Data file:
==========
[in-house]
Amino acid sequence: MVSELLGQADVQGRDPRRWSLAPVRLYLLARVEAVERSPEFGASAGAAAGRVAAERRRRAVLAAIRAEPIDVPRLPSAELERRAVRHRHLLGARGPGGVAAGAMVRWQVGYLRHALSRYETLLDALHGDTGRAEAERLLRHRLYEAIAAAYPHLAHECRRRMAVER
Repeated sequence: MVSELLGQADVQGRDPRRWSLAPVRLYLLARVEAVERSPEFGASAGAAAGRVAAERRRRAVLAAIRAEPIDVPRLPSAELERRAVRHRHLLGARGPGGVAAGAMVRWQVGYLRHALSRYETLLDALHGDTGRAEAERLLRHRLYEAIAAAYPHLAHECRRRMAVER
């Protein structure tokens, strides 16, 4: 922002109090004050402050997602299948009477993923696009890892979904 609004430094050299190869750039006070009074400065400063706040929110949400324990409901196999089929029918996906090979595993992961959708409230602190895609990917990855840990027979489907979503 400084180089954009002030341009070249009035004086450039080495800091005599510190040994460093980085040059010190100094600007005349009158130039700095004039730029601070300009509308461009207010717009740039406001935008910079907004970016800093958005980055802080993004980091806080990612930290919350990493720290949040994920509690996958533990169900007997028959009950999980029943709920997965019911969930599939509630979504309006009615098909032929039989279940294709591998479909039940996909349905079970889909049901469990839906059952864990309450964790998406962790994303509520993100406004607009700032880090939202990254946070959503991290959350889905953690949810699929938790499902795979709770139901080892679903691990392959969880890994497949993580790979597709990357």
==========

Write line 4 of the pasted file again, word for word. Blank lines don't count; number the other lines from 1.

């Protein structure tokens, strides 16, 4: 922002109090004050402050997602299948009477993923696009890892979904 609004430094050299190869750039006070009074400065400063706040929110949400324990409901196999089929029918996906090979595993992961959708409230602190895609990917990855840990027979489907979503 400084180089954009002030341009070249009035004086450039080495800091005599510190040994460093980085040059010190100094600007005349009158130039700095004039730029601070300009509308461009207010717009740039406001935008910079907004970016800093958005980055802080993004980091806080990612930290919350990493720290949040994920509690996958533990169900007997028959009950999980029943709920997965019911969930599939509630979504309006009615098909032929039989279940294709591998479909039940996909349905079970889909049901469990839906059952864990309450964790998406962790994303509520993100406004607009700032880090939202990254946070959503991290959350889905953690949810699929938790499902795979709770139901080892679903691990392959969880890994497949993580790979597709990357």